Ukraine war leads to Poland doubling size of army

Warsaw sends 100 T-72 tanks and Thunderbolt missiles into Ukraine with a MiG-29 deal likely, defence sources confirm

Polish troops will be backed by more military spending to deter any attack by Russia. Reuters
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Poland is expected to double the size of its army as part of a defence overhaul, while it has discreetly sent 100 tanks to Ukraine, it has been confirmed to The National.

The country will also substantially modernise its arms, getting the latest US Patriot missile defence system, modern US Abrams tanks and potentially advanced F-35 stealth fighters, Polish defence experts said.

In addition to the T-72 tanks, Poland is sending scores of its latest Piorun Thunderbolt anti-aircraft missiles into Ukraine. The hand-held missiles can travel at 660 metres a second, attacking jets, helicopters or drones to an altitude of 4,000 metres.

In addition, the deal to export about 30 Polish MiG-29 multi-role fighters to Ukraine is likely to go ahead soon, defence sources confirmed.

Previously countries have been wary of sending offensive weaponry to Ukraine for fear of escalating the conflict, but Russia’s atrocities and devastation of towns and cities has changed that view.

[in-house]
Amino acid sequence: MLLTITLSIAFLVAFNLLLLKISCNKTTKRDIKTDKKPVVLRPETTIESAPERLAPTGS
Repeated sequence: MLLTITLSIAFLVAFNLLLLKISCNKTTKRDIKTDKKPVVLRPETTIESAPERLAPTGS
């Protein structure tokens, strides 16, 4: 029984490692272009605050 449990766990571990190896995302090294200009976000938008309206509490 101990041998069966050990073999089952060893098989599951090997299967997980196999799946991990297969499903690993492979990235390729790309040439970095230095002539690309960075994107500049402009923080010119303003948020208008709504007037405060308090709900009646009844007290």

“The right to escalate … is entirely appropriate,” a western official said. “Russia's conducted an illegal invasion of Ukraine, used indiscriminate force against civilians with questions over whether war crimes have been committed.”

Nato countries bordering Russia — Poland, Norway, Estonia, Latvia and Lithuania — are urging the alliance’s forces to double in strength to deter Russian invasion with permanent bases while all announced large defence spending increases.

“That could certainly deter Russia from taking offensive action,” said Filip Bryjka, an analyst for the PISM think tank in Warsaw. “The threat from Russia is systemic and it will not disappear; so with the experiences that the Ukrainian army has seen, Poland needs to rapidly increase its defences.”

Currently America has 10,000 troops in Poland and Britain 150. While it waits for more Nato troops, the Polish government has pressed ahead with a Homeland Defence Act that will increase its professional army from 120,000 to 250,000, including 50,000 reservists.

The gravity of the Russian threat is such that Warsaw has dramatically increased defence spending from 2.5 per cent to 3 per cent of GDP, heralding a rise to more than $20 billion by 2023.

In addition to a delivery of 250 US Abrams tanks, it is likely that F-16 fighters will arrive to support the MiG-29s.